Following the comparison between patients with BRCA1 and those with BRCA2 or BRCAX mutations, a hypo/hyper-methylation of genes encoding cytoskeletal binding proteins was observed, which may suggest a different expression modulation of genes involved in cytoskeletal dynamics.
The patients with BRCA1 enrolled in the present study had triple-negative/basal-like tumors while the BRCA2/BRCAX cases had luminal A/B tumors. The basal-like tumors originate from normal mammary myoepithelial cells and express genes associated with the normal myoepithelium such as high molecular weight cytokeratins (CK5/6, CK14 and CK17). Conversely, luminal A/B tumors originate from luminal cells of the breast duct and lobule and they express genes associated with luminal cells such as ER, low molecular weight cytokeratins (CK7, CK8, CK18 and CK19), as well as PGR, GATA3, BCL2 and other ER-induced genes (34). In this context, the different methylation pattern of the cytoskeletal binding proteins may be associated with the expression of distinct cytoskeleton-related proteins in tumors with distinct molecular sub-types.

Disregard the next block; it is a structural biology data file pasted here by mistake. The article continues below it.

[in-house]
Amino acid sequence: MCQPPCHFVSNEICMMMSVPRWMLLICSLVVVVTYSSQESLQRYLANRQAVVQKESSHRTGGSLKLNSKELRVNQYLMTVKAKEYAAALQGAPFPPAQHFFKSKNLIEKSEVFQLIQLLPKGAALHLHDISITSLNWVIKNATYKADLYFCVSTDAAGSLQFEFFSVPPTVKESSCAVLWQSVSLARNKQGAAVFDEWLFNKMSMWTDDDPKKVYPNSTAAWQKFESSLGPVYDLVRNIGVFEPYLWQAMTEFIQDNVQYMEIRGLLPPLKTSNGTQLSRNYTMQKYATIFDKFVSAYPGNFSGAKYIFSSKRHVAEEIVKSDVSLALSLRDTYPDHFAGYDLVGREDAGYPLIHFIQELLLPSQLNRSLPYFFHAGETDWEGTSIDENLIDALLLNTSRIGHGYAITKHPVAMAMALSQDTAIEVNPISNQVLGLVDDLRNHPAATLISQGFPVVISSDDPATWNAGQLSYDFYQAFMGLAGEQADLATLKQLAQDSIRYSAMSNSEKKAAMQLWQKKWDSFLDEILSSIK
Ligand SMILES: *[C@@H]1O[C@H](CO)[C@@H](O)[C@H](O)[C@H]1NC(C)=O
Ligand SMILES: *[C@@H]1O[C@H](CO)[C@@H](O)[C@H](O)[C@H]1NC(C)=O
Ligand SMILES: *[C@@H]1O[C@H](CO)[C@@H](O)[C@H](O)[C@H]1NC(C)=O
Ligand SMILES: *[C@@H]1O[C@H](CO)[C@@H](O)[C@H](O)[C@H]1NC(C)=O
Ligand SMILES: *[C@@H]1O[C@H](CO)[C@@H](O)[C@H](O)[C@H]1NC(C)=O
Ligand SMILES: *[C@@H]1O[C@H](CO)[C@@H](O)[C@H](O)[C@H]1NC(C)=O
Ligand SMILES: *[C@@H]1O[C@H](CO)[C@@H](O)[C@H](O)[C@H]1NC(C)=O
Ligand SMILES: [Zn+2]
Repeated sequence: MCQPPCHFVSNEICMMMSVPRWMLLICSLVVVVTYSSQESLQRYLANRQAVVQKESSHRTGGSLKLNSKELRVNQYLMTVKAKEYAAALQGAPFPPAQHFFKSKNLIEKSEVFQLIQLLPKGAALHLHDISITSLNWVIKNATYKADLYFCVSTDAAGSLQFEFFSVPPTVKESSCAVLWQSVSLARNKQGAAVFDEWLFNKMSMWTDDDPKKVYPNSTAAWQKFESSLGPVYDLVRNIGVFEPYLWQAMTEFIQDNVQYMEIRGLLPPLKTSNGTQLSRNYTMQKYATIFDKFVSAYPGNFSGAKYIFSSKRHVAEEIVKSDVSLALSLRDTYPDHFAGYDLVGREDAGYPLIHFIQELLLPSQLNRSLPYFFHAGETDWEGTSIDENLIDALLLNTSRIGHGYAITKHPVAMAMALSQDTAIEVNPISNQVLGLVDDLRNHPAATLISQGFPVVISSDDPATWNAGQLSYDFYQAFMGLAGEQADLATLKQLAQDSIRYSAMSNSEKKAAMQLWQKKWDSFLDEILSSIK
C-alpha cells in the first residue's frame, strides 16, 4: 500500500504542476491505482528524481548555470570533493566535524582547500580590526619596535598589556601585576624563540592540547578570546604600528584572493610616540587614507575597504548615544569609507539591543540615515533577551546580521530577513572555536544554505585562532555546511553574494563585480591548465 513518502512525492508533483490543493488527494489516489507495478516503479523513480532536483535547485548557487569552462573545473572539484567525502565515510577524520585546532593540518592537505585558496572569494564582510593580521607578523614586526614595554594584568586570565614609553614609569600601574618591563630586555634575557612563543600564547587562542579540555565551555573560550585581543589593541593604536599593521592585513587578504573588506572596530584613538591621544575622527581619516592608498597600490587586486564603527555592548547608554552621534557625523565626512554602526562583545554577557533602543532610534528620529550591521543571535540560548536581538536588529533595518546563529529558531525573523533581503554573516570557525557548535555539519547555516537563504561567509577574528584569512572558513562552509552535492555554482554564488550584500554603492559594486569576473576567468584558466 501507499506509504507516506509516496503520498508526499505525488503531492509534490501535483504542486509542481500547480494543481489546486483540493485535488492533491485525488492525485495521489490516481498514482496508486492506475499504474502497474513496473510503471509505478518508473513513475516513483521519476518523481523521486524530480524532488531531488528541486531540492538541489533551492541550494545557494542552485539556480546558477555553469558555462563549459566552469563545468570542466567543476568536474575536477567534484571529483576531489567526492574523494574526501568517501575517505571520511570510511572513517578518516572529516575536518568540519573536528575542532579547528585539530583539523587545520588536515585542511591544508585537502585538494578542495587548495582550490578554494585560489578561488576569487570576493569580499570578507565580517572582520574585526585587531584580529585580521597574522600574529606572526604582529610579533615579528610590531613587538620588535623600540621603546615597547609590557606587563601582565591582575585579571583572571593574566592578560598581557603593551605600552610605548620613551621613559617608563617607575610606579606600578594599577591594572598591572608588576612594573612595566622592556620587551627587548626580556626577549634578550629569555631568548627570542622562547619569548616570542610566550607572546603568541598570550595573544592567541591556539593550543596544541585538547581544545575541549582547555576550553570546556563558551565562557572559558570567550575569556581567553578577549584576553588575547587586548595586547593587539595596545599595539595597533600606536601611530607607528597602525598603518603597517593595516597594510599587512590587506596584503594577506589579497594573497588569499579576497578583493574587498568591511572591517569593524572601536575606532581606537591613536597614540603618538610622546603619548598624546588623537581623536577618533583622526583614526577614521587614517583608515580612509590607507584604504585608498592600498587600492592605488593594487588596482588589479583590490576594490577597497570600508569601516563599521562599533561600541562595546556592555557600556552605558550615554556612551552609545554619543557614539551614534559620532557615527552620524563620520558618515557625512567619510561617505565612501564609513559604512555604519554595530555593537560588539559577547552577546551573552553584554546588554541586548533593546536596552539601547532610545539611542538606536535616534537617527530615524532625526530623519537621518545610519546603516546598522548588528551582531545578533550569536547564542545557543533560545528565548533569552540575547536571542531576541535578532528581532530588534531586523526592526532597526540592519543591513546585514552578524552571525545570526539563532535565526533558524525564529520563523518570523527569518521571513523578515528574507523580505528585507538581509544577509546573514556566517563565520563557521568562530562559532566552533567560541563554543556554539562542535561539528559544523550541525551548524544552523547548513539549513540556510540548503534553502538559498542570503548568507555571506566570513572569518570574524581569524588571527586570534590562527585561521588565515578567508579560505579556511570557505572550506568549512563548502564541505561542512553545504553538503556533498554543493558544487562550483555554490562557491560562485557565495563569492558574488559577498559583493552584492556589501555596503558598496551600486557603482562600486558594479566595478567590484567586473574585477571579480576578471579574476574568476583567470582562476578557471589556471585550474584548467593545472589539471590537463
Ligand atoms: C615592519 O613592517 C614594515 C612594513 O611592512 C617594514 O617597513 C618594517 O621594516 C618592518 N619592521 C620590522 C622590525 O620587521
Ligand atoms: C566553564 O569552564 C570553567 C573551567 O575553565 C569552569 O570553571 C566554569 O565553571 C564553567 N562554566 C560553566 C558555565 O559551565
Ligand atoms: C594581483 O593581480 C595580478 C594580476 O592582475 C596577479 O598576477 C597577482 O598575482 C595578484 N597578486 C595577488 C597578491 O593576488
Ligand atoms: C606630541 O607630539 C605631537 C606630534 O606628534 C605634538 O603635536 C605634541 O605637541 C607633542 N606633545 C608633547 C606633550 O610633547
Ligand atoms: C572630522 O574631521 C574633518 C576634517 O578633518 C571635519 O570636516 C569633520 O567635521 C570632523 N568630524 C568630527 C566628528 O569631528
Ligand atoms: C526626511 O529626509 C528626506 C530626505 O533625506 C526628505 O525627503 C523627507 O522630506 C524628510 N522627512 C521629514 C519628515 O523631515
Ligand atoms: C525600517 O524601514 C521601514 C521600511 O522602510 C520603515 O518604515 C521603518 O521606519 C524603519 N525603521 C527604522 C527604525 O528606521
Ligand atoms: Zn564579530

Following the comparison between patients with BRCAX and those with BRCA1 or BRCA2 mutations, variations in DNA methylation were identified among genes associated with the GTPase regulatory activity. The results may help to obtain a better understanding of the biology of BRCAX groups, as compared to BRCA1/BRCA2 groups. Pending confirmation by a study with a larger number of cases, the evaluation of the GTPase regulatory activity-related genes methylation levels could characterize and distinguish these groups of patients. In conclusion, in the current study for the first time, the global DNA methylation was profiled in FBC and MBC patients with a positive family history by using the Affymetrix human promoter array platform. With regards to MBC, only Johansson et al (35) assessed genome-wide DNA methylation profiles using Illumina 450K Infinium methylation arrays and compared them with the transcriptional subgroups of MBC, luminal M1 and M2. They identified two epitypes through unsupervised clustering (ME1 and ME2) associated with the two transcriptional subgroups and the DNA methylation data underscored the heterogeneity of MBC, suggesting it should not be defined using the conventional criteria applied to FBC. The present data reported different DNA methylation levels of GTPase-related genes (RHO-GAP, RHO-GEF and RAB GTPase) and keratin-related genes, which are important components of cytoskeleton, between FBC and MBC. These results may help elucidate an aspect of the molecular differences between male and female BC. The comparisons of DNA methylation profiles among women with BRCA1, BRCA2 or BRCAX mutations led to several observations and conclusions. In patients with BRCA1 or BRCA2 mutations there may be a different modulation of the ubiquitination pathway. Different DNA methylation levels of genes crucial for cancer pathways were identified in patients with BRCA2, as compared to those with BRCAX or BRCA1/BRCAX mutations. Different DNA methylation levels of genes involved in cytoskeleton architecture were identified in patients with BRCA1, as compared to those with BRCA2/BRCAX mutations; this was consistent with the fact that BRCA1 tumors frequently exhibit a basal-like molecular subtype, while BRCA2/X tumors exhibit a luminal molecular subtype. Finally, different DNA methylation levels in certain GTPase genes were observed in BRCAX patients, as compared to BRCA1/2 cases; these results may help better identify and distinguish groups of patients carrying these mutations in the future. In a next prospective study we will increase the number of patients (especially cases of familial MBC) to carry out the analysis of the methylome. We will collect fresh BC biopsy specimens for gene expression analysis in order to correlate the most relevant hyper/hypo-methylated genes to their expression levels.